10-Story Apartment Project Tests the Limits of Minneapolis' New Comprehensive Plan

A proposed development in Minneapolis would add affordable units in exchange for extra height. A neighborhood group worries about the precedent the project would set.

1 minute read

January 30, 2019, 7:00 AM PST

By James Brasuell @CasualBrasuell


"A Twin Cities developer wants to build a 10-story apartment building in the Uptown neighborhood of Minneapolis that’s expected to test the scope of the city’s recently adopted [Minneapolis 2040] comprehensive plan," reports Jim Buchta.

The key aspect of the comprehensive plan is an interim zoning ordinance "that requires developers to include a certain number of income-restricted units in projects that require additional city approvals," according to Buchta.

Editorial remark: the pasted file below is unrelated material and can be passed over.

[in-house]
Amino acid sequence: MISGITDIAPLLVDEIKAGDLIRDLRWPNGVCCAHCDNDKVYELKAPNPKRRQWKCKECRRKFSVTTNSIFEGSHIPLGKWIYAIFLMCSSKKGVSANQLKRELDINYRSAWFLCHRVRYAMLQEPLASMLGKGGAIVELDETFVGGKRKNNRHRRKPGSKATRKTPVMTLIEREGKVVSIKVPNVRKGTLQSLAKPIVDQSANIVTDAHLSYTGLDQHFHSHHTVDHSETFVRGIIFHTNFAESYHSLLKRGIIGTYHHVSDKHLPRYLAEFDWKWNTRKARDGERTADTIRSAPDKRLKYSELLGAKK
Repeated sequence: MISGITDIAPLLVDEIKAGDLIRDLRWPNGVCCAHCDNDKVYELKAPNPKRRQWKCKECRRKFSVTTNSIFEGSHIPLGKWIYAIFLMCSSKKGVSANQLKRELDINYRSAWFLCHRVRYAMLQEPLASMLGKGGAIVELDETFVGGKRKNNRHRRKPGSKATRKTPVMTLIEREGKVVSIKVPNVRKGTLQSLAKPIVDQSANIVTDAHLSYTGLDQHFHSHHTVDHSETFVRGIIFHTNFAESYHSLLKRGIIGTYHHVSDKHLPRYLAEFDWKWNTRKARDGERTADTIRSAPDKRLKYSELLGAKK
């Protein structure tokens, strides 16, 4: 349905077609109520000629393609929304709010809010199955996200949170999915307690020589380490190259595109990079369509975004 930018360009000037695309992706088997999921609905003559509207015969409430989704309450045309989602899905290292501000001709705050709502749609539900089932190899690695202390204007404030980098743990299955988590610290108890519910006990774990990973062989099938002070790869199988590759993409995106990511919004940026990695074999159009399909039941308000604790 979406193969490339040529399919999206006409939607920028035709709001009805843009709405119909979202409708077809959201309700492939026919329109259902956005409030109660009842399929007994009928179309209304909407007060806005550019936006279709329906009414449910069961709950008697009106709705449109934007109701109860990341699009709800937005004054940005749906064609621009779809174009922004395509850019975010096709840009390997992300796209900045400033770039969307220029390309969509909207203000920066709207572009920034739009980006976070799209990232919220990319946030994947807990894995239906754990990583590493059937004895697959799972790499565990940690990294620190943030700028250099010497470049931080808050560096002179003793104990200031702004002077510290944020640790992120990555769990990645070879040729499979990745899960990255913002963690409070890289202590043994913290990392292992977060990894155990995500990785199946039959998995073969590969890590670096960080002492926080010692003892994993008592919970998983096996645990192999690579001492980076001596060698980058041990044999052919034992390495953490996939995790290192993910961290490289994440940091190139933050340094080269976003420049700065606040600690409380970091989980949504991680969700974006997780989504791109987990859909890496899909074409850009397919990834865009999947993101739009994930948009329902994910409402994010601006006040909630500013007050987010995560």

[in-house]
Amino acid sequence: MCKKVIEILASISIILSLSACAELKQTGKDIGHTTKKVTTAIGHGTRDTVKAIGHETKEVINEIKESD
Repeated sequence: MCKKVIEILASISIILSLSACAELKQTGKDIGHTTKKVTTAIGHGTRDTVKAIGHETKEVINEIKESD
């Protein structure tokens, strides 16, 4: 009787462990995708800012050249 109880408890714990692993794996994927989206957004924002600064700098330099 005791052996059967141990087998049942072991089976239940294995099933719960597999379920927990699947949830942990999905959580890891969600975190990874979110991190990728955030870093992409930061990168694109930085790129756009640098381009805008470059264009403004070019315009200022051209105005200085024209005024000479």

The developer, Twin Cities-based Oak Management and Development, is requesting a variance to build four stories higher than the current six-story limit set for the neighborhood. In total, the development would add "127 rental units, including more than two dozen that would be affordable to people who earn 60 to 80 percent of the area median income. There would also be 3,500 square feet of ground-level retail space along Lake Street."

Despite the developer's opinion about the project meeting the policies set forth in the Minneapolis 2040 plan, neighborhood activists are concerned about the height and density of the project.

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